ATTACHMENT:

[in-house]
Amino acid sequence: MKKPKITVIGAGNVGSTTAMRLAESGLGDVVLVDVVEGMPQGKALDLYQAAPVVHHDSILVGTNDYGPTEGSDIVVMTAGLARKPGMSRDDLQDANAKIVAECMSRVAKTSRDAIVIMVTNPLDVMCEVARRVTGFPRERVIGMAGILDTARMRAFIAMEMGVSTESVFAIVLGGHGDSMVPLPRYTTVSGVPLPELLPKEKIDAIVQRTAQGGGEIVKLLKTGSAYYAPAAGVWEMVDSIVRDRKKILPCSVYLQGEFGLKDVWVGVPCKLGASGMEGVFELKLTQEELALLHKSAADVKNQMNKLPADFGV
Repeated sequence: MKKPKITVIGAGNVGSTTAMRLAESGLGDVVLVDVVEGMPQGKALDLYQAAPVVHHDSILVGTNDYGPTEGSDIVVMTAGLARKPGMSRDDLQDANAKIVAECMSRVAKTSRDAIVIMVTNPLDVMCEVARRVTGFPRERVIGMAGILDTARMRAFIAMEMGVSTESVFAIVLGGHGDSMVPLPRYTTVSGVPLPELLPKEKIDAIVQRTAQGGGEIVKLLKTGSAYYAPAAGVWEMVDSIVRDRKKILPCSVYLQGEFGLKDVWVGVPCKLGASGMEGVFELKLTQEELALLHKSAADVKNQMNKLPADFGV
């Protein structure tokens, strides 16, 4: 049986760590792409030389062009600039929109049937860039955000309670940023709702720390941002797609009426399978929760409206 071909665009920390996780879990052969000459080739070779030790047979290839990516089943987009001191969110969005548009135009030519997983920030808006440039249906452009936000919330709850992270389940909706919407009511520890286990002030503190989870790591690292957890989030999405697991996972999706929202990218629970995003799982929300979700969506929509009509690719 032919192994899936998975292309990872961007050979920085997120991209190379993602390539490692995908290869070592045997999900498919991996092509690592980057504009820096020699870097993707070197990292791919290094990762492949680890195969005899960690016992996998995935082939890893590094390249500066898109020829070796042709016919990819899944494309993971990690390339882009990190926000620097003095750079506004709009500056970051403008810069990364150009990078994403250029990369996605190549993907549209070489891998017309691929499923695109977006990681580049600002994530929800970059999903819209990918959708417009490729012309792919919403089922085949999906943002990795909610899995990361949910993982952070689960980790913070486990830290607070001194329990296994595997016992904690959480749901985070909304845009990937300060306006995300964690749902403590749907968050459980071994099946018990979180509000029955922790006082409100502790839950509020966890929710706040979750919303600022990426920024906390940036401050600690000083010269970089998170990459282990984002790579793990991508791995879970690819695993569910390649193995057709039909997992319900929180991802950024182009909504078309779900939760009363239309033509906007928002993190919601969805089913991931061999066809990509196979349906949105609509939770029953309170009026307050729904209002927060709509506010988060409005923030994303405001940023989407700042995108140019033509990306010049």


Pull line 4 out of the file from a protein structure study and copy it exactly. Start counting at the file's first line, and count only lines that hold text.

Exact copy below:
């Protein structure tokens, strides 16, 4: 049986760590792409030389062009600039929109049937860039955000309670940023709702720390941002797609009426399978929760409206 071909665009920390996780879990052969000459080739070779030790047979290839990516089943987009001191969110969005548009135009030519997983920030808006440039249906452009936000919330709850992270389940909706919407009511520890286990002030503190989870790591690292957890989030999405697991996972999706929202990218629970995003799982929300979700969506929509009509690719 032919192994899936998975292309990872961007050979920085997120991209190379993602390539490692995908290869070592045997999900498919991996092509690592980057504009820096020699870097993707070197990292791919290094990762492949680890195969005899960690016992996998995935082939890893590094390249500066898109020829070796042709016919990819899944494309993971990690390339882009990190926000620097003095750079506004709009500056970051403008810069990364150009990078994403250029990369996605190549993907549209070489891998017309691929499923695109977006990681580049600002994530929800970059999903819209990918959708417009490729012309792919919403089922085949999906943002990795909610899995990361949910993982952070689960980790913070486990830290607070001194329990296994595997016992904690959480749901985070909304845009990937300060306006995300964690749902403590749907968050459980071994099946018990979180509000029955922790006082409100502790839950509020966890929710706040979750919303600022990426920024906390940036401050600690000083010269970089998170990459282990984002790579793990991508791995879970690819695993569910390649193995057709039909997992319900929180991802950024182009909504078309779900939760009363239309033509906007928002993190919601969805089913991931061999066809990509196979349906949105609509939770029953309170009026307050729904209002927060709509506010988060409005923030994303405001940023989407700042995108140019033509990306010049």